Students and staff spent their lunch packed into the EWU music hall for just one reason: the faculty.
Take Rory McDonald, for instance. He isn’t a music major, but the sophomore from Port Townsend still chose EWU for its music programs. He wanted to play cello in the orchestra and study with renowned EWU cellist Dr. John Marshall.
He also likes that EWU is “a small town with a relaxed atmosphere” similar to Port Townsend, but that he can quickly get into Spokane, grab some sushi and catch the Spokane Symphony at the beautifully restored and historic Fox Theater.
The music department hosts concerts every month, but today is special. On this blustery Wednesday the noon faculty concert was happening. This was such an odd time for a concert I half expected to find the recital hall empty, so you can imagine my surprise when I ducked in at the last minute to find a full house!
The musicians didn’t waste any time. Exactly at noon, an ensemble filled the hall with the jazz of Quincy Jones. Riley Gray, instructor of jazz piano, ripped into a gorgeous organ solo, handing it over to the five others: grand piano, upright bass, sax, trumpet and drums. They all leaped in with solos that carry on a conversation.
Another faculty group took the stage. This ensemble consisted of Dr. Feller-Marshall on bassoon, Dr. Marshall on cello and Andres Jaramillo and Jody Graves, alternately, on piano. “I would seem to be a moment to quote Monty Python and say ‘And now for something completely different,’ but we will be playing a tango,” Feller-Marshall said to laughter and applause. They eased into a mysterious, intense tango called “The Butcher’s Death,” followed by “Libertango,” and ended with the rousing “Bamboozler.”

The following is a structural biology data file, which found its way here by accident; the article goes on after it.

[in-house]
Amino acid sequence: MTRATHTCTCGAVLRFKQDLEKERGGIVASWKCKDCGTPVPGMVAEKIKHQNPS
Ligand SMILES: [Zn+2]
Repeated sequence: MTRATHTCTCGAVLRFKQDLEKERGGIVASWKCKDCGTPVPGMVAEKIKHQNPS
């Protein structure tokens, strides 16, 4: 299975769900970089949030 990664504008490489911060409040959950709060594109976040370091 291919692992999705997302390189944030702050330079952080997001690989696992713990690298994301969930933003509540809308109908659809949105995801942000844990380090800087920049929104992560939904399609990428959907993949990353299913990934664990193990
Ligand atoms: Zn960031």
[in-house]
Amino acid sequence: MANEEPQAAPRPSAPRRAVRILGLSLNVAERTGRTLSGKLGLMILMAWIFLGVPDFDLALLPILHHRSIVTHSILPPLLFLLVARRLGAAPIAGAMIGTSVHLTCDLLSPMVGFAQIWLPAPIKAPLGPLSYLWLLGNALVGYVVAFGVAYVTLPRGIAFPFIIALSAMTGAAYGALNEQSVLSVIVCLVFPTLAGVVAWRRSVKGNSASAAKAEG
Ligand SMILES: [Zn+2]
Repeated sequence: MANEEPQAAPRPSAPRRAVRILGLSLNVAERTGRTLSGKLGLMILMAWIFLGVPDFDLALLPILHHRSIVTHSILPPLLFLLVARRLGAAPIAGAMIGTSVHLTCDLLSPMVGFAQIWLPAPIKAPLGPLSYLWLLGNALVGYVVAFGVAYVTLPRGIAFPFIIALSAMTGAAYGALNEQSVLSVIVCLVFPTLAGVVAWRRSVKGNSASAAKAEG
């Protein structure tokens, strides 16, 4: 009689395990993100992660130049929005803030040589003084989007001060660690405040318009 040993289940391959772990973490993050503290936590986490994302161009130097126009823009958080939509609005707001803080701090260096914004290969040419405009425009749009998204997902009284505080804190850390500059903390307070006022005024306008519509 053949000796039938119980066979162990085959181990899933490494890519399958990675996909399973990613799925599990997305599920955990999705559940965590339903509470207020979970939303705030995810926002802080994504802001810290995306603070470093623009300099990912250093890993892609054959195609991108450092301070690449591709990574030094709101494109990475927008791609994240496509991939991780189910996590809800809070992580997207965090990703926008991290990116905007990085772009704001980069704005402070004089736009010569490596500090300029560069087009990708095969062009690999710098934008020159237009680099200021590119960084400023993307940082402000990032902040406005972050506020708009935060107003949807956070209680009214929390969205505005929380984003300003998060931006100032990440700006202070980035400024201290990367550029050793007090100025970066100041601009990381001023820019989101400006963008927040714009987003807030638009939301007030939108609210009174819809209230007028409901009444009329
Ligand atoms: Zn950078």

As a non-musically inclined person I was surprised by how engaging the songs were. I couldn’t take my eyes off them, and looking around I saw the audience was enraptured as well. As soon as each performer left the stage the room was filled with the kind of thrilled murmurs of amazement that always marks an exciting event.
The highlight of the concert was the so called “Jazz Vocalese” number. Director of choral activities Kristina Ploeger explains vocalese as arrangements of words laid over preexisting jazz music. While the flow of words might sometimes “not make any sense,” this time they were spot on. In a jazz number called “Four,” highlighting four keys to life, “truth, honor, happiness, and love,” and once you understand these you may “relax, knowing the gist of life.” Renowned Jazz Bassist Scott Steed replied to her vocalese with a wild, yet controlled “speech” of slap bass. As they walked off the stage the audience erupted into applause, whistles, and one student shouted “yes!” I agree fully with him, and hope that you too will say “Yes!” to the amazing musicians of EWU.
Concerts are almost always free for EWU students, and it’s a fantastic way to spend your lunch.